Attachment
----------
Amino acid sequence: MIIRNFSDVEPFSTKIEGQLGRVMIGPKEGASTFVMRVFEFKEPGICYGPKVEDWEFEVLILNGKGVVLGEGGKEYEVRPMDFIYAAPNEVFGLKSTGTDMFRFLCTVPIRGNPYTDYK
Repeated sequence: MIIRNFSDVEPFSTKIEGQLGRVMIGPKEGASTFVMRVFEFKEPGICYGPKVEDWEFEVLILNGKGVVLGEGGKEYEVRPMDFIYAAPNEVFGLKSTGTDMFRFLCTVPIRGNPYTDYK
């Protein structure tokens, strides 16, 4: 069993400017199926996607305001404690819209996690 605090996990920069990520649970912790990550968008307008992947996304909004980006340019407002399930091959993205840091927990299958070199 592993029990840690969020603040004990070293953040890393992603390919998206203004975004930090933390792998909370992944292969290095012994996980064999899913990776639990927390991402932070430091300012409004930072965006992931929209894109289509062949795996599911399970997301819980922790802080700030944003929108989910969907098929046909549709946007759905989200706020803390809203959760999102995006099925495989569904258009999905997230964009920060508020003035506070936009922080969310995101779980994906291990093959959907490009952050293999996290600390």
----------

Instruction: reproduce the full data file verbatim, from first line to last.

Amino acid sequence: MIIRNFSDVEPFSTKIEGQLGRVMIGPKEGASTFVMRVFEFKEPGICYGPKVEDWEFEVLILNGKGVVLGEGGKEYEVRPMDFIYAAPNEVFGLKSTGTDMFRFLCTVPIRGNPYTDYK
Repeated sequence: MIIRNFSDVEPFSTKIEGQLGRVMIGPKEGASTFVMRVFEFKEPGICYGPKVEDWEFEVLILNGKGVVLGEGGKEYEVRPMDFIYAAPNEVFGLKSTGTDMFRFLCTVPIRGNPYTDYK
């Protein structure tokens, strides 16, 4: 069993400017199926996607305001404690819209996690 605090996990920069990520649970912790990550968008307008992947996304909004980006340019407002399930091959993205840091927990299958070199 592993029990840690969020603040004990070293953040890393992603390919998206203004975004930090933390792998909370992944292969290095012994996980064999899913990776639990927390991402932070430091300012409004930072965006992931929209894109289509062949795996599911399970997301819980922790802080700030944003929108989910969907098929046909549709946007759905989200706020803390809203959760999102995006099925495989569904258009999905997230964009920060508020003035506070936009922080969310995101779980994906291990093959959907490009952050293999996290600390």